Friction between particles affects ability of a powder to flow readily and pack tightly A common test of interparticle friction is the angle of repose, which is the angle formed by a pile of powders as they are poured from a narrow funnel

Figure 16.4 - Interparticle friction as indicated by the angle of repose of a pile of powders poured from a narrow funnel. Larger angles indicate greater interparticle friction

OBSERVATIONS
Smaller particle sizes generally show greater friction and steeper angles Spherical shapes have the lowest interpartical friction As shape deviates from spherical, friction between particles tends to increase

PARTICLE DENSITY MEASURES


True density - density of the true volume of the material
The density of the material if the powders were melted into a solid mass

Bulk density - density of the powders in the loose state after pouring
Because of pores between particles, bulk density is less than true density

PACKING FACTOR = BULK DENSITY DIVIDED BY TRUE DENSITY


Typical values for loose powders range between 0.5 and 0.7 If powders of various sizes are present, smaller powders will fit into the interstices of larger ones that would otherwise be taken up by air, thus higher packing factor Packing can be increased by vibrating the powders, causing them to settle more tightly Pressure applied during compaction greatlyincreases packing of powders through rearrangement and deformation of particles

POROSITY
Ratio of the volume of the pores (empty spaces) in the powder to the bulk volume In principle, Porosity + Packing factor = 1.0 The issue is complicated by the possible existence of closed pores in some of the particles If internal pore volumes are included in above porosity, then equation is exact

CHEMISTRY AND SURFACE FILMS


Metallic powders are classified as either
Elemental - consisting of a pure metal Pre-alloyed - each particle is an alloy

Possible surface films include oxides, silica, adsorbed organic materials, and moisture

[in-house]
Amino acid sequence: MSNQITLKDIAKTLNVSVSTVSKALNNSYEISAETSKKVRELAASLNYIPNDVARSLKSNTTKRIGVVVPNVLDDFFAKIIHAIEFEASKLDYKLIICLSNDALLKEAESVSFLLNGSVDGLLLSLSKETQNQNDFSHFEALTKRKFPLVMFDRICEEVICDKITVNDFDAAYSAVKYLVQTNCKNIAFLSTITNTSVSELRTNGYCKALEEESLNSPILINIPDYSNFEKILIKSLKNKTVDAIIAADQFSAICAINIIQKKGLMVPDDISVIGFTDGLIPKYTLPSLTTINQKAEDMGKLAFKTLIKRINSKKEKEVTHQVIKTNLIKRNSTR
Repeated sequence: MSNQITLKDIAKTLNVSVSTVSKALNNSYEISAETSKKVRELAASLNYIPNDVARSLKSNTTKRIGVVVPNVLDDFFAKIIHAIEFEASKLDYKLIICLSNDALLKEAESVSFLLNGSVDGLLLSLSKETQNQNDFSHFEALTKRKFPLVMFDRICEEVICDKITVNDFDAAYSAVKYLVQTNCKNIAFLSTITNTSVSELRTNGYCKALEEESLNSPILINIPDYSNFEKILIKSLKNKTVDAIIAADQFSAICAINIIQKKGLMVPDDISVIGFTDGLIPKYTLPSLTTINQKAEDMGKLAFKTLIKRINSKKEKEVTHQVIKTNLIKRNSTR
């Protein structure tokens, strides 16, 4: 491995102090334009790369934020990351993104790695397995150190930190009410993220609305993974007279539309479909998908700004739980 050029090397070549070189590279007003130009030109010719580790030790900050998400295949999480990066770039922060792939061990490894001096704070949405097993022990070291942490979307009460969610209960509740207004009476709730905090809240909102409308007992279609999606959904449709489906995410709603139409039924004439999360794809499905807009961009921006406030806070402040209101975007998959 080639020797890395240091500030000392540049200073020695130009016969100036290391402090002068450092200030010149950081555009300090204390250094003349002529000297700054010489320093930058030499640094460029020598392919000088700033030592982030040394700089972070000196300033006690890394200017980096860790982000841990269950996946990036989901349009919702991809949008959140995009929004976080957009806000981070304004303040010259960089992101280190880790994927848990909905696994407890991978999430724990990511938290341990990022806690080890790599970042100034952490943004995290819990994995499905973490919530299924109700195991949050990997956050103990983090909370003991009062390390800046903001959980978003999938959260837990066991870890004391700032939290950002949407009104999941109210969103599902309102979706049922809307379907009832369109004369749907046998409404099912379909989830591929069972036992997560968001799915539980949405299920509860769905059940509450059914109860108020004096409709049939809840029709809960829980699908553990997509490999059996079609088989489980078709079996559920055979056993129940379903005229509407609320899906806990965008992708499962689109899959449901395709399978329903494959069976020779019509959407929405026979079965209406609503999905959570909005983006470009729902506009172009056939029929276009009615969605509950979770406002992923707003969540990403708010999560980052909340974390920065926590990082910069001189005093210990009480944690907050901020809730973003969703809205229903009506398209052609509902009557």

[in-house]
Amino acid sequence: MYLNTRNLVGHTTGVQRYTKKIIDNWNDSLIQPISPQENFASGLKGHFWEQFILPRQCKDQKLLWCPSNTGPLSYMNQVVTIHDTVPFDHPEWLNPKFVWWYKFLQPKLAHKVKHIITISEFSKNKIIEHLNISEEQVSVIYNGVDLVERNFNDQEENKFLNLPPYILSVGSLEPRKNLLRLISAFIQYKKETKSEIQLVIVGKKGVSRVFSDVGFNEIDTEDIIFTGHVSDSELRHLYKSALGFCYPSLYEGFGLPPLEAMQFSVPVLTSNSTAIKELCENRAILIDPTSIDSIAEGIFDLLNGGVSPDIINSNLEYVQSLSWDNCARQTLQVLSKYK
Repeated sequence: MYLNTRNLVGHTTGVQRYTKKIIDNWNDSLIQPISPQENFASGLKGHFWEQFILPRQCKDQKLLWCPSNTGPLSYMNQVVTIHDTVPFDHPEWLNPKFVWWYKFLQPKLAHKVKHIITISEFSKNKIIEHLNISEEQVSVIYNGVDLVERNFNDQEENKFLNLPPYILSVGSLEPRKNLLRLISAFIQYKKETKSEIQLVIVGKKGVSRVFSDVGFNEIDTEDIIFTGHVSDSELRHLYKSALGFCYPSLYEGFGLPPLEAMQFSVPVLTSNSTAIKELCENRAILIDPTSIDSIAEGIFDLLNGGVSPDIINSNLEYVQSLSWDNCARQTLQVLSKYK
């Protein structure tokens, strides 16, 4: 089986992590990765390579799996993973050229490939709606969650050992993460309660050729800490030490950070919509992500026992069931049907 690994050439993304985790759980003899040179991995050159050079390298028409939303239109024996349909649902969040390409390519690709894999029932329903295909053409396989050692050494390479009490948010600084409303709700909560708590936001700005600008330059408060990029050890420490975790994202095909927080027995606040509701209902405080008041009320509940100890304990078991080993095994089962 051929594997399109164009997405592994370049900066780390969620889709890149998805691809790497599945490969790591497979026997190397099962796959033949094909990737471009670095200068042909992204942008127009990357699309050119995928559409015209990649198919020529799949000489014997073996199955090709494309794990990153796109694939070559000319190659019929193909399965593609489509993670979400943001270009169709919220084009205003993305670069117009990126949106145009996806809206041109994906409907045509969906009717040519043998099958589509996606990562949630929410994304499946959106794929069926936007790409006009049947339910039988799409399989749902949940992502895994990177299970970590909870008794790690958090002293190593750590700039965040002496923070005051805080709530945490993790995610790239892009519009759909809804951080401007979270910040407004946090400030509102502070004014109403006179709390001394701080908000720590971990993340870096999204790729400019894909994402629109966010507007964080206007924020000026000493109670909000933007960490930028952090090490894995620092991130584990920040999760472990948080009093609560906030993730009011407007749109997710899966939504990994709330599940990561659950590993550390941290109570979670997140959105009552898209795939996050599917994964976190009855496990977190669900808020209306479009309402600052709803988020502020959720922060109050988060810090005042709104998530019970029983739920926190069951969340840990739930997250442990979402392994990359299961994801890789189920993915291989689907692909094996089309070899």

As a general rule, these films must be removed prior to shape processing

PRODUCTION OF METALLIC POWDERS


In general, producers of metallic powders are not the same companies as those that make PM parts Virtually any metal can be made into powder form Three principal methods by which metallic powdersare commercially produced 1. Atomization 2. Chemical 3. Electrolytic In addition, mechanical methods are occasionally used to reduce powder sizes

GAS ATOMIZATION METHOD


High velocity gas stream flows through an expansion nozzle, siphoning molten metal from below and spraying it into a container Droplets solidify into powder form

Figure 16.5 (a) gas atomization method

Figure 16.6 - Iron powders produced by decomposition of iron pentacarbonyl; particle sizes range from about 0.25 - 3.0 microns (10 to 125 -in) (photo courtesy of GAF Chemicals Corporation, Advanced Materials Division)

VIDEO GAS ATOMIZATION METHOD

CONVENTIONAL PRESS AND SINTER


After the metallic powders have been produced, the conventional PM sequence consists of three steps: 1. Blending and mixing of the powders 2. Compaction - pressing into desired part shape 3. Sintering - heating to a temperature below the melting point to cause solid-state bonding of particles and strengthening of part In addition, secondary operations are sometimes performed to improve dimensional accuracy, increase density, and for other reasons